John Velghe: I’ve done a few two-up camping trips of 10 days each. On those trips it was two people, our camping gear (including sleeping bags and tent for autumn in Colorado, stove, etc.), coffee, food, tools, and clothes. I’ve gotten pretty good at prioritizing what’s crucial and what can stay behind.

On this trip I’m not taking camping gear and won’t be bracing for cold nights at altitude. So this will be a little luxurious by comparison. I have a set of Mica Tech Pilot Cases, which are cavernous. I have a pretty big “top bag” that I mount on the back too.

I’m carrying my clothes and music gear and bike tools with me. A couple rolls of quarters take up a lot less space than clothes, so I’ll be doing laundry along the way. For gear, it’s pared down to an acoustic guitar, an Ear Trumpet Labs Edwina Microphone, a couple cables, a capo, and a tuner.

Wo2: Weather happens, how are you making sure things stay dry?

JV: The MicaTech cases and the top bag are water tight. For the guitar I have a sealed fiberglass case and I picked up a Jack’s Plastic Welding PVC bag that is build to put a guitar in for white water rafting. For me I have a rain suit.

Wo2: Do you have a contingency plan if you run out of merch mid-tour? Are you sending some in advance to the venues or will you rely on overnight shipping?

JV: HA! This tour was the reason I made the “design decision” to go with Digipak CDs instead of (breakable) jewel cases. My plan up until last week was to ship CDs and t-shrits to specific places in advance. My daughter lives in Philly, and good friends live in NYC, Durham and Nashville. I was going to set up shipping to those milestones and then ship back what wasn’t needed. However, a kind soul has made it possible to have Juj and Picco follow along in a car and carry merch. They’re going small too, and Picco required ample space to sleep, so I still have to carry my gear on the bike. But we’re saving the cost and wear and tear of shipping back and forth.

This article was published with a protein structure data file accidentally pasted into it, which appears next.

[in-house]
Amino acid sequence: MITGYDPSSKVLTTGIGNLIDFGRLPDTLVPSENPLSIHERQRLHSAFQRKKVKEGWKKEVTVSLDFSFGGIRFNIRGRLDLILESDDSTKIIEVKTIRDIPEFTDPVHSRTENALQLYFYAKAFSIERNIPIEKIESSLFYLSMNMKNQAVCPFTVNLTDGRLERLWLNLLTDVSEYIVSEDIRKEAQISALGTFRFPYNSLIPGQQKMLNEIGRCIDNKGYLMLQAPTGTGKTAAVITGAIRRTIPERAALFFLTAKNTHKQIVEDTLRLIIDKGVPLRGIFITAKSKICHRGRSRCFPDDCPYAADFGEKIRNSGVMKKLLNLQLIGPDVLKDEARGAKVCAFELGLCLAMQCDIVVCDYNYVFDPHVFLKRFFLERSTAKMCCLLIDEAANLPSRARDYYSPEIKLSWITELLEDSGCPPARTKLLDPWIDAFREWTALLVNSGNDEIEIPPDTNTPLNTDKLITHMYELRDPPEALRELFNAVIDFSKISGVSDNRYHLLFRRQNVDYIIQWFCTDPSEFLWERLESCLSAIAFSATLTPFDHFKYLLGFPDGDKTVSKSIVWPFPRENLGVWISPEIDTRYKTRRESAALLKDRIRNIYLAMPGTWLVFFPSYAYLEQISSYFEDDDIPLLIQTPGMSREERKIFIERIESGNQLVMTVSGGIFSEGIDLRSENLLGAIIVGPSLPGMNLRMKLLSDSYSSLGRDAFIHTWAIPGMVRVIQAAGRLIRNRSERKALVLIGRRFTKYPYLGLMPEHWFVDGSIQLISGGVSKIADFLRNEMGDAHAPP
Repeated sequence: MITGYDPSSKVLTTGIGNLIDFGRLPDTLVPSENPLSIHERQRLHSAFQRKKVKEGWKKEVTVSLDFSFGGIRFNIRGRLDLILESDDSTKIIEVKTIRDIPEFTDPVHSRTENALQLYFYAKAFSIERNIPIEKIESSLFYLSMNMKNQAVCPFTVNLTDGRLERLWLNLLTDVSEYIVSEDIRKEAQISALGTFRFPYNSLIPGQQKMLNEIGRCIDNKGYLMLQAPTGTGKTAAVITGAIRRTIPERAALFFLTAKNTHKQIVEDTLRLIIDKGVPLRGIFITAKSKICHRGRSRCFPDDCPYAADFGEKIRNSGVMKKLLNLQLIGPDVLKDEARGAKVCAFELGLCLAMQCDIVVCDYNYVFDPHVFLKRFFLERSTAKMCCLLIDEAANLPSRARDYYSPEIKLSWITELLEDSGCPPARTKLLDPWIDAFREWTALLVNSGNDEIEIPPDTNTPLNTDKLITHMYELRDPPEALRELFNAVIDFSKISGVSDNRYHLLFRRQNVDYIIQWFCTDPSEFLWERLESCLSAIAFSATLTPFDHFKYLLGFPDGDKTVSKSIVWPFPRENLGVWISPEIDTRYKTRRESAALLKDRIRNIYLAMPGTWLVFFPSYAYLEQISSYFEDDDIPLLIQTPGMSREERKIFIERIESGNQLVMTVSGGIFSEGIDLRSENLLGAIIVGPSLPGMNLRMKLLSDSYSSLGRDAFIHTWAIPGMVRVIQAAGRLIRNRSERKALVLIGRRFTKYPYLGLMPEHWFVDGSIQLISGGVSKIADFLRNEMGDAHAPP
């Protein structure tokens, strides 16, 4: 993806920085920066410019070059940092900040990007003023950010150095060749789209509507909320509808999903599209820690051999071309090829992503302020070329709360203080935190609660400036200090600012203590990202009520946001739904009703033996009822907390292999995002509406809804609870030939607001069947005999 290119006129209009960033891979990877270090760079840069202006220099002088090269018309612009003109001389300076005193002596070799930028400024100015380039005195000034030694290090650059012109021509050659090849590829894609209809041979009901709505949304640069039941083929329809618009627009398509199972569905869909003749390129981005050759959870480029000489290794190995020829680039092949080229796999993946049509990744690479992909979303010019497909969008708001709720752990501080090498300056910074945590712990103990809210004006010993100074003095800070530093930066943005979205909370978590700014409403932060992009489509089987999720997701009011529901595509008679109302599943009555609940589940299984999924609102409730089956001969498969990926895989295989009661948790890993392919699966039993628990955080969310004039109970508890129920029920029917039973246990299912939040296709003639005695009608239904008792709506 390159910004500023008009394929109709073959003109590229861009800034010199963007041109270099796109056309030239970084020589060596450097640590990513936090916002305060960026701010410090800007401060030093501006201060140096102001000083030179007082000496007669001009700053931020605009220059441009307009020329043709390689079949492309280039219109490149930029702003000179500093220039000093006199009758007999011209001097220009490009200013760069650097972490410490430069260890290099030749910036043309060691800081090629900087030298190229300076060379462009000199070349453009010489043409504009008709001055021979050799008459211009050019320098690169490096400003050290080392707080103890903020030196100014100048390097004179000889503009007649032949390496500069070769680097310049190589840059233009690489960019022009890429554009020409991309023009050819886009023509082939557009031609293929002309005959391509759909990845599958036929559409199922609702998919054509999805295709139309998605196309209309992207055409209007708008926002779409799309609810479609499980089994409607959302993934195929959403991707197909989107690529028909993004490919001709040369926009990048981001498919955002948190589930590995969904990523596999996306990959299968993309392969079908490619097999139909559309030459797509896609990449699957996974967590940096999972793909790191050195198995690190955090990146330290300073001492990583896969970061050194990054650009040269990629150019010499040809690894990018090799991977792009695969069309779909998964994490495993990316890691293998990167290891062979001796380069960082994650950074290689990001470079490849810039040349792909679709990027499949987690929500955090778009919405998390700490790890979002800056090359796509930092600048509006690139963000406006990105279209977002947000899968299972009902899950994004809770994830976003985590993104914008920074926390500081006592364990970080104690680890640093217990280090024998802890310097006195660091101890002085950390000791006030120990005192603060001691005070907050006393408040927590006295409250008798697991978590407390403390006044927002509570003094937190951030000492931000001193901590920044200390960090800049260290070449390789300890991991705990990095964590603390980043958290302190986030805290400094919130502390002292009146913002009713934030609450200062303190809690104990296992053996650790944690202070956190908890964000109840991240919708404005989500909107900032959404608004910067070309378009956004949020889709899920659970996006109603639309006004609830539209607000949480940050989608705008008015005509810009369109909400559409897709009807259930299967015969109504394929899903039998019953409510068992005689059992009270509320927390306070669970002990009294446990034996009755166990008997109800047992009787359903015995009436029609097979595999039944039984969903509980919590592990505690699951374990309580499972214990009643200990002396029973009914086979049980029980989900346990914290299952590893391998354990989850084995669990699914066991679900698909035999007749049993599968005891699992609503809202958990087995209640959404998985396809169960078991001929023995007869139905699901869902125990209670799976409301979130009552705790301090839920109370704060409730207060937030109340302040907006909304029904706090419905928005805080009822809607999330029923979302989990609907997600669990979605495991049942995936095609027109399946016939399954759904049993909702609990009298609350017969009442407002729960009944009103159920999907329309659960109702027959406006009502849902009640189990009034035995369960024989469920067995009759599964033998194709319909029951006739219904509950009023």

Wo2: Have you hooked up with any other riders that will join you for any of the riding? If not, are is that something you’d be interested in?

JV: I would LOVE to have some riders share a stretch. The whole point of this tour is about humanity connected with one another. That’s sort of what organ donation is, isn’t it? One human connecting with another at a cellular level. So the more people I can have ride along the closer it comes to the essence of the tour. If anyone wants to ride along for a segment they can contact me at my website johnvelghe.com and we’ll coordinate.

Wo2: I love the positive spin you’re putting on the “donor cycle” stereotype. Why did you choose transplant recipients and donors as the benefactors of the tour?

JV: I have a couple friends who’ve been affected by organ donation. One very good friend was never able to get an organ transplant. We all hoped it would happen and he’d be able to move forward in his second chance. Unfortunately he passed away a couple years ago before it could happen. Another friend is in consideration for the UNOS transplant list. And there are member’s of my community whose experiences with organ donation clarified beauty of the process.

Those are the things that lie at the heart of album’s title, Organ Donor Blues. Then there’s the idea that they call motorcyclists “organ donors.” Which in the one hand I say is just contemptuous bullshit and in the other hand I say “So what? Aren’t there worse legacies?” You know, not all organ donors are dead people. There are plenty of people who’ve donated their organs and live to see the beauty of watching someone have a second chance. It’s a beautiful gift, and you don’t have to die to give it.

And anyone who gives of themselves is, in my estimation, an organ donor.
So the title of the album, my friends, and a deep and abiding internal sense of “kiss my ass” made me realize this is something worth doing. If it can help the cause of organ donation and organ transplant recipients specifically, or even just spread the word of the idea of doing something for reasons outside yourself, giving of yourself, then that’s all I really want to come of it.